Last orders

But this was the late heyday of pub athletics. Landlords and professional runners were already coming under suspicion of dishonestly, match fixing and corruption. And the link between running and the ‘loose morals‘ associated with gambling and drinking disturbed the middle- and upper- class Victorians who were then pushing the ‘amateur athletics’ code.

In the years that followed the well-resourced and powerful amateur movement side-lined the mostly working-class professional sport. Universal rules, standardised distances, amateur athletic clubs and purpose built tracks finally supplanted the pubs, publicans and professional runners. I suppose that’s progress, but can’t help thinking the experience of the British pub beer garden in summer is much the poorer for it!

 

This article was originally published in Running magazine, October 2016. www.runnersradar.com

Gate-crashers and Ghost Runners

John Tarrant - the Ghost Runner
John Tarrant c. 1957. (copyright unknown)1957

Today, running is one of the most inclusive of sports. Athletics clubs are open to all, and mass races such as the London marathon offer anyone with the bottle the chance to test themselves in one of the world’s great sport events. But running hasn’t always been so democratic. Victorian hang-ups about women and professionals (the latter a thinly veiled euphemism for working-class athletes) lingered well into the twentieth century. Women were barred from long-distance races for decades, and anyone who had ever accepted payment for participating in any sport was banned for life. This left the way open for a clique of self-funding male athletes to dominate the sport for years.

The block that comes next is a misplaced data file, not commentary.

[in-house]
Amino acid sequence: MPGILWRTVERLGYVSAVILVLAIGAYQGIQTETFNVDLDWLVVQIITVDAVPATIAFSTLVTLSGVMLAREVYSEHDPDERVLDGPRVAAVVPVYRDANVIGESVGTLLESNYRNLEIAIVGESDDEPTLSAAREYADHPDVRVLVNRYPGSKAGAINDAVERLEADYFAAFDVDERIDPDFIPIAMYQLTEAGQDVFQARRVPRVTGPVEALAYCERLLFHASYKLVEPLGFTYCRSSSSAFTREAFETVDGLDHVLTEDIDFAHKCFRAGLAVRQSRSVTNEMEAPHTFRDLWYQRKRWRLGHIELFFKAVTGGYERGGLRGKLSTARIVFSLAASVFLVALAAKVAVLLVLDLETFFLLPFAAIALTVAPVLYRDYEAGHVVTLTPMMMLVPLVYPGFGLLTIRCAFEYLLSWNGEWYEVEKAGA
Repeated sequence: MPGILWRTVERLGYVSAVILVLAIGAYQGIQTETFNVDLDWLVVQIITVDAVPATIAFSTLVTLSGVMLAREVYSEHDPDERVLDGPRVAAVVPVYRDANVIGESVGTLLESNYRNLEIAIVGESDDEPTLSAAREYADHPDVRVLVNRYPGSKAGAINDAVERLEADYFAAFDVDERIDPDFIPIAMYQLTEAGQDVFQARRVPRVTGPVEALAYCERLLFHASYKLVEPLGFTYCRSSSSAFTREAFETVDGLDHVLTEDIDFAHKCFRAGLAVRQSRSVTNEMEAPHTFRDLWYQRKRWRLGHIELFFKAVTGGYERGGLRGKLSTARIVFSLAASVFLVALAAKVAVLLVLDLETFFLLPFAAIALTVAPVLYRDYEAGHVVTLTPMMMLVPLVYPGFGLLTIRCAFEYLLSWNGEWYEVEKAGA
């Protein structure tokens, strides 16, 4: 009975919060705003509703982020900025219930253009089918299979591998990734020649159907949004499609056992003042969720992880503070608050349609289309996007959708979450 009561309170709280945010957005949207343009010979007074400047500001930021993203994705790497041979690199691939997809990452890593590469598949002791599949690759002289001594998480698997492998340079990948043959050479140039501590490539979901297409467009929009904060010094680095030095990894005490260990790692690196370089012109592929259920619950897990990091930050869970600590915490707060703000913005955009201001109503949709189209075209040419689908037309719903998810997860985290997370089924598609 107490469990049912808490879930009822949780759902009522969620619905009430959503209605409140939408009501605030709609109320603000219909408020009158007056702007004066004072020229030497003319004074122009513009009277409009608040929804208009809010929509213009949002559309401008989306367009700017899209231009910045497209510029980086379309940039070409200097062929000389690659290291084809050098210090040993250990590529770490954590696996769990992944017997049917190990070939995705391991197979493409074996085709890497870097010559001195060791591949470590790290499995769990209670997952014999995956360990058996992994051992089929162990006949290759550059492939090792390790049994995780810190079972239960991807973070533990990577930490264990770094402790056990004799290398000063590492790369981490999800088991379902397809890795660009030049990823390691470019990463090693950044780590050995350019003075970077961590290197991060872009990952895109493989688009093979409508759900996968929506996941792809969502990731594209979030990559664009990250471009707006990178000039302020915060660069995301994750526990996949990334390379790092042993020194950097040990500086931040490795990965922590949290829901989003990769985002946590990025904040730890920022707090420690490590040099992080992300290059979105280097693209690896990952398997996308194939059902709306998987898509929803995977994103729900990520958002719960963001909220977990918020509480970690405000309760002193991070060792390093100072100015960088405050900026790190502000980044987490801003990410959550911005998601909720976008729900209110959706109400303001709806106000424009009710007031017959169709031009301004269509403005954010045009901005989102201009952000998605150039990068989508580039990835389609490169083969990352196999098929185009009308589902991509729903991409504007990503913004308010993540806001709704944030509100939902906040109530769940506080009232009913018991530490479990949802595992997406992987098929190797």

As the twentieth century wore on however, social attitudes were changing, and running’s draconian rules began to look old fashioned and unfair. But any change was resisted by the privileged elite of former athletes who controlled the sport. Frustrations built, and some excluded runners, feeling like they had exhausted all routes to participation, decided to take direct action.

The Interlopers

Two key figures in this struggle were John Tarrant and Kathrine Switzer. Tarrant was a tough and talented, working-class runner from Derbyshire. He was refused entry to official races in the 1950s because as an 18 year old boxer he had received £17 in expenses, inadvertently stigmatising himself as a ‘professional’ for life. Switzer was an aspiring American marathoner who was barred from the 1967 Boston Marathon simply because she was a woman. Both decided to fight their exclusion in a similar way. They would gate-crash a race incognito, simultaneously achieving a sporting ambition and drawing attention to their plight.